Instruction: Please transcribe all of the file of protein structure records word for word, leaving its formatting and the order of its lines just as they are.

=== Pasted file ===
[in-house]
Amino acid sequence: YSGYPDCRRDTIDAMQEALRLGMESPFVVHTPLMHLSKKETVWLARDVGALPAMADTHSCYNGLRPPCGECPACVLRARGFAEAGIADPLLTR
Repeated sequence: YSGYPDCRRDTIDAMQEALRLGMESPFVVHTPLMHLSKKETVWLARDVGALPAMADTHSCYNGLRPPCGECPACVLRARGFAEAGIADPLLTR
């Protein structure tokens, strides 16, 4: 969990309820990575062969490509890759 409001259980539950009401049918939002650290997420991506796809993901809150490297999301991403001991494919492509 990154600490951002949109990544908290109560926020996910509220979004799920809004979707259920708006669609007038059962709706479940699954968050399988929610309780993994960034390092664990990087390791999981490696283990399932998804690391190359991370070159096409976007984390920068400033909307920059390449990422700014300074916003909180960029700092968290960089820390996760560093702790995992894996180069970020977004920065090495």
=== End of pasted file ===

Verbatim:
[in-house]
Amino acid sequence: YSGYPDCRRDTIDAMQEALRLGMESPFVVHTPLMHLSKKETVWLARDVGALPAMADTHSCYNGLRPPCGECPACVLRARGFAEAGIADPLLTR
Repeated sequence: YSGYPDCRRDTIDAMQEALRLGMESPFVVHTPLMHLSKKETVWLARDVGALPAMADTHSCYNGLRPPCGECPACVLRARGFAEAGIADPLLTR
């Protein structure tokens, strides 16, 4: 969990309820990575062969490509890759 409001259980539950009401049918939002650290997420991506796809993901809150490297999301991403001991494919492509 990154600490951002949109990544908290109560926020996910509220979004799920809004979707259920708006669609007038059962709706479940699954968050399988929610309780993994960034390092664990990087390791999981490696283990399932998804690391190359991370070159096409976007984390920068400033909307920059390449990422700014300074916003909180960029700092968290960089820390996760560093702790995992894996180069970020977004920065090495």